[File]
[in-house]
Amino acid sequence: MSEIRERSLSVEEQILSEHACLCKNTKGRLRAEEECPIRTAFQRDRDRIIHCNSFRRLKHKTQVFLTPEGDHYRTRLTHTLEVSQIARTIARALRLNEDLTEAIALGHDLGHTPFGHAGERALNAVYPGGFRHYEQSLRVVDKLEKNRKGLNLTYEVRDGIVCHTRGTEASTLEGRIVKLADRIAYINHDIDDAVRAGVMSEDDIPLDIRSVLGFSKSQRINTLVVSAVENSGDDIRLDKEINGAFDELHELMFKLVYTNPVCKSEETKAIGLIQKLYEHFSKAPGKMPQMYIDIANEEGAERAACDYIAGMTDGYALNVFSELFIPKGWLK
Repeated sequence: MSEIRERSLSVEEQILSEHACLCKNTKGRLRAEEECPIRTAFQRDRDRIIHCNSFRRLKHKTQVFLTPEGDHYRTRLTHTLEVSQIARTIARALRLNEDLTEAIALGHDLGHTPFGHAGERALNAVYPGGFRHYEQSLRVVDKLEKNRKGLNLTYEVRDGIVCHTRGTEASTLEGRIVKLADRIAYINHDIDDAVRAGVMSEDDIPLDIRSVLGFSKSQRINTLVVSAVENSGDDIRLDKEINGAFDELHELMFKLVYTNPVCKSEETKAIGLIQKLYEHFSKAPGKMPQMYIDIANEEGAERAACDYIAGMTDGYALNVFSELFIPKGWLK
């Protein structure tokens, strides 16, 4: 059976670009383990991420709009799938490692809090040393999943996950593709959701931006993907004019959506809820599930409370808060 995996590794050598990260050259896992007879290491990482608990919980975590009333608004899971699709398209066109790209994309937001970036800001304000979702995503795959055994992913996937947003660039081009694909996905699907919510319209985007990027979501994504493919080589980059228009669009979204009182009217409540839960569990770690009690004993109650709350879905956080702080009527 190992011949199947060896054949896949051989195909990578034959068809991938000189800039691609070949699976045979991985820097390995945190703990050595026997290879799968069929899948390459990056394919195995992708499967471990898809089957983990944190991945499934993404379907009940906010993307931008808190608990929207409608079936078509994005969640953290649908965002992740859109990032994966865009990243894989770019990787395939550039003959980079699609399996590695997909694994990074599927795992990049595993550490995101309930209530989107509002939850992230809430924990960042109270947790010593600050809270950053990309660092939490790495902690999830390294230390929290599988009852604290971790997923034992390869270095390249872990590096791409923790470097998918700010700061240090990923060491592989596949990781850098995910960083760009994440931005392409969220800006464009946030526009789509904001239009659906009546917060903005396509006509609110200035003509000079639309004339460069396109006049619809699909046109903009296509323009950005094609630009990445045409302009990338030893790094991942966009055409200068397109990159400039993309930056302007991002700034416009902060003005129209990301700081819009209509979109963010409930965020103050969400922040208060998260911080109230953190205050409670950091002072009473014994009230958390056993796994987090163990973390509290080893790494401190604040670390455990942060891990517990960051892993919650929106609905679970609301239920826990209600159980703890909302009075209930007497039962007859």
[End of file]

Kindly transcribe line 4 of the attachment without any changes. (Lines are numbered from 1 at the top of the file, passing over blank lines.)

């Protein structure tokens, strides 16, 4: 059976670009383990991420709009799938490692809090040393999943996950593709959701931006993907004019959506809820599930409370808060 995996590794050598990260050259896992007879290491990482608990919980975590009333608004899971699709398209066109790209994309937001970036800001304000979702995503795959055994992913996937947003660039081009694909996905699907919510319209985007990027979501994504493919080589980059228009669009979204009182009217409540839960569990770690009690004993109650709350879905956080702080009527 190992011949199947060896054949896949051989195909990578034959068809991938000189800039691609070949699976045979991985820097390995945190703990050595026997290879799968069929899948390459990056394919195995992708499967471990898809089957983990944190991945499934993404379907009940906010993307931008808190608990929207409608079936078509994005969640953290649908965002992740859109990032994966865009990243894989770019990787395939550039003959980079699609399996590695997909694994990074599927795992990049595993550490995101309930209530989107509002939850992230809430924990960042109270947790010593600050809270950053990309660092939490790495902690999830390294230390929290599988009852604290971790997923034992390869270095390249872990590096791409923790470097998918700010700061240090990923060491592989596949990781850098995910960083760009994440931005392409969220800006464009946030526009789509904001239009659906009546917060903005396509006509609110200035003509000079639309004339460069396109006049619809699909046109903009296509323009950005094609630009990445045409302009990338030893790094991942966009055409200068397109990159400039993309930056302007991002700034416009902060003005129209990301700081819009209509979109963010409930965020103050969400922040208060998260911080109230953190205050409670950091002072009473014994009230958390056993796994987090163990973390509290080893790494401190604040670390455990942060891990517990960051892993919650929106609905679970609301239920826990209600159980703890909302009075209930007497039962007859």